Drinking up to five cups of coffee a day may halve the risk of developing the most common form of primary liver cancer, researchers say.
The study, published in the journal BMJ Open, showed that the more coffee consumed, the greater was the protection against hepatocellular cancer (HCC) — the second leading cause of cancer death globally.
Drinking one cup more of caffeinated coffee a day was associated with a 20 per cent reduction in the risk of developing HCC, two cups more with a 35 per cent reduction.
“Coffee is widely believed to possess a range of health benefits, and these latest findings suggest it could have a significant effect on liver cancer risk,” said lead author Oliver Kennedy from the University of Southampton.
“We’re not suggesting that everyone should start drinking five cups of coffee a day though. There needs to be more investigation into the potential harms of high coffee-caffeine intake, and there is evidence it should be avoided in certain groups such as pregnant women,” Kennedy added.
In addition, decaffeinated coffee was also found to have a beneficial, though less marked, effect.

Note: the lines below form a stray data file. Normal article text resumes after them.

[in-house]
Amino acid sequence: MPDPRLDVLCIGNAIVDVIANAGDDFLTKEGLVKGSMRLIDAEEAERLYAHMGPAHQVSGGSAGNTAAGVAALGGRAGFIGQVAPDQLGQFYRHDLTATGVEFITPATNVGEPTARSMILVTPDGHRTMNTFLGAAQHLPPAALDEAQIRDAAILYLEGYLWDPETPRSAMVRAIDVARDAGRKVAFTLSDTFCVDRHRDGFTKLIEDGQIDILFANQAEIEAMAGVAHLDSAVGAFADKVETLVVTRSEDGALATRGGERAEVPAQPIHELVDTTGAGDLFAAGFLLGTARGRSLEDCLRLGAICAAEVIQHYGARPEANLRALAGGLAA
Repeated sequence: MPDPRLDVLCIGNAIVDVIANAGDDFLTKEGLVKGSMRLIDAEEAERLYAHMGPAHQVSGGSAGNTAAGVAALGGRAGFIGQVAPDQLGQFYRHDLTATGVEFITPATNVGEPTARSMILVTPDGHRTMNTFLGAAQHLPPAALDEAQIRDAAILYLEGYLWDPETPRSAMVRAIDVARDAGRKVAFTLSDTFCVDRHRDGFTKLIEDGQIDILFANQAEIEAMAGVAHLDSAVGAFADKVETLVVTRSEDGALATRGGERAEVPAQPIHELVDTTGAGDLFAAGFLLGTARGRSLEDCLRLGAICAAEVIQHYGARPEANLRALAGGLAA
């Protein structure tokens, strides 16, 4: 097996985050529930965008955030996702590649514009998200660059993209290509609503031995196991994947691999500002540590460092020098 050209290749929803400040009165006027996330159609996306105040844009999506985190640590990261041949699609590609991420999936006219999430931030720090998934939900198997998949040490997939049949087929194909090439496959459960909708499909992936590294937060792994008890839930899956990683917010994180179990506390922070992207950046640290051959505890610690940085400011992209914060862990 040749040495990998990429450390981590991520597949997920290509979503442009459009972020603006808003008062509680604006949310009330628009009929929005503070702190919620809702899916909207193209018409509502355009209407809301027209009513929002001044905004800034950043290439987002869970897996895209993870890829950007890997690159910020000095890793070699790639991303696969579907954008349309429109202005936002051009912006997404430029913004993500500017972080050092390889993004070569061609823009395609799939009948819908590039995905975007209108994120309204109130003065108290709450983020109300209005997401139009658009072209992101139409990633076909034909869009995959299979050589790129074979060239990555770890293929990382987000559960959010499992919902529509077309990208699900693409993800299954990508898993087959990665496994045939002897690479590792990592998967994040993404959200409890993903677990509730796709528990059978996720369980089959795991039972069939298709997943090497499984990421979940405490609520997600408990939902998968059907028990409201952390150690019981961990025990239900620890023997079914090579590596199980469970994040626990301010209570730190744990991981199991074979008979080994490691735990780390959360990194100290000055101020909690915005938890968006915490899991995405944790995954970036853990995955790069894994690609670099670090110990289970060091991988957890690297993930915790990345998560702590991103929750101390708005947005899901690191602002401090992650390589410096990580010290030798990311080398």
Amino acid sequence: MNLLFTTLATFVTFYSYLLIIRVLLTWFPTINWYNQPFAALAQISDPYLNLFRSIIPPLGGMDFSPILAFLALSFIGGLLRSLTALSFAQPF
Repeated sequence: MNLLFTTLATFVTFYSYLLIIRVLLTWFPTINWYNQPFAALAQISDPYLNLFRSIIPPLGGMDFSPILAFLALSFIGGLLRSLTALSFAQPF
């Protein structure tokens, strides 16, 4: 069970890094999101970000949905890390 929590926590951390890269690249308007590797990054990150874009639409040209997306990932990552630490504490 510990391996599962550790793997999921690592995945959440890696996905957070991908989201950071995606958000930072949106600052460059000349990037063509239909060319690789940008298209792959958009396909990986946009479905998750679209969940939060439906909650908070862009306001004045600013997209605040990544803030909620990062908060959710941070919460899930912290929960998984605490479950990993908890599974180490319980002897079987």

The compound molecules found in coffee possess antioxidant, anti-inflammatory, anti-carcinogenic and other beneficial properties which may lower the risk of chronic liver disease and liver cancer, the researchers explained.
“We have shown that coffee reduces cirrhosis and also liver cancer in a dose-dependent manner. Coffee has also been reported to reduce the risk of death from many other causes,” commented Peter Hayes, Professor at the University of Edinburgh.
“Our research adds to the evidence that, in moderation, coffee can be a wonderful natural medicine,” Hayes said.
For the study, the team examined the data from 26 observational studies, involving more than 2.25 million participants, to calculate the relative risks of developing HCC for drinking between one and five cups of caffeinated coffee a day.